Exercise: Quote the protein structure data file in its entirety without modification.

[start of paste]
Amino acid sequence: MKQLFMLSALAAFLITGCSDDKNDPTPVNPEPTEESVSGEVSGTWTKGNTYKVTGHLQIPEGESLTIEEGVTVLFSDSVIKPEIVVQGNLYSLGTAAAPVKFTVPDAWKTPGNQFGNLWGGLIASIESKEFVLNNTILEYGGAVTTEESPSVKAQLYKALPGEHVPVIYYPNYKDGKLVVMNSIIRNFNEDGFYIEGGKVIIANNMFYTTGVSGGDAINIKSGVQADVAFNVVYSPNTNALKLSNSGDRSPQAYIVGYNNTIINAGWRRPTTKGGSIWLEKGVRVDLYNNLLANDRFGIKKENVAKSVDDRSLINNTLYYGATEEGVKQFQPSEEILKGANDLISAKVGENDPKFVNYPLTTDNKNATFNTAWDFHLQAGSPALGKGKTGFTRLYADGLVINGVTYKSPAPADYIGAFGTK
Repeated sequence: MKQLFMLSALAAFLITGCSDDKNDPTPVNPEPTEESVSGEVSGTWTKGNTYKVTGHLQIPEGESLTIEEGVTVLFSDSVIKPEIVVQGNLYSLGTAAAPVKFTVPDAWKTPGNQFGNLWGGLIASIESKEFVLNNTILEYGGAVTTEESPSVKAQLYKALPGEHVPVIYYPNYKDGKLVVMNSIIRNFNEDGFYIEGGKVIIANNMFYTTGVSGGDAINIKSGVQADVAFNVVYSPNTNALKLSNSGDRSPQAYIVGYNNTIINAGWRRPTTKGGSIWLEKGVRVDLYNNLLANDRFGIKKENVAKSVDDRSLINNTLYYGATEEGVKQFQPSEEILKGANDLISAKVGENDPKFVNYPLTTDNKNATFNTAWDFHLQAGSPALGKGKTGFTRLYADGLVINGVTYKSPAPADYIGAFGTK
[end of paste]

Amino acid sequence: MKQLFMLSALAAFLITGCSDDKNDPTPVNPEPTEESVSGEVSGTWTKGNTYKVTGHLQIPEGESLTIEEGVTVLFSDSVIKPEIVVQGNLYSLGTAAAPVKFTVPDAWKTPGNQFGNLWGGLIASIESKEFVLNNTILEYGGAVTTEESPSVKAQLYKALPGEHVPVIYYPNYKDGKLVVMNSIIRNFNEDGFYIEGGKVIIANNMFYTTGVSGGDAINIKSGVQADVAFNVVYSPNTNALKLSNSGDRSPQAYIVGYNNTIINAGWRRPTTKGGSIWLEKGVRVDLYNNLLANDRFGIKKENVAKSVDDRSLINNTLYYGATEEGVKQFQPSEEILKGANDLISAKVGENDPKFVNYPLTTDNKNATFNTAWDFHLQAGSPALGKGKTGFTRLYADGLVINGVTYKSPAPADYIGAFGTK
Repeated sequence: MKQLFMLSALAAFLITGCSDDKNDPTPVNPEPTEESVSGEVSGTWTKGNTYKVTGHLQIPEGESLTIEEGVTVLFSDSVIKPEIVVQGNLYSLGTAAAPVKFTVPDAWKTPGNQFGNLWGGLIASIESKEFVLNNTILEYGGAVTTEESPSVKAQLYKALPGEHVPVIYYPNYKDGKLVVMNSIIRNFNEDGFYIEGGKVIIANNMFYTTGVSGGDAINIKSGVQADVAFNVVYSPNTNALKLSNSGDRSPQAYIVGYNNTIINAGWRRPTTKGGSIWLEKGVRVDLYNNLLANDRFGIKKENVAKSVDDRSLINNTLYYGATEEGVKQFQPSEEILKGANDLISAKVGENDPKFVNYPLTTDNKNATFNTAWDFHLQAGSPALGKGKTGFTRLYADGLVINGVTYKSPAPADYIGAFGTK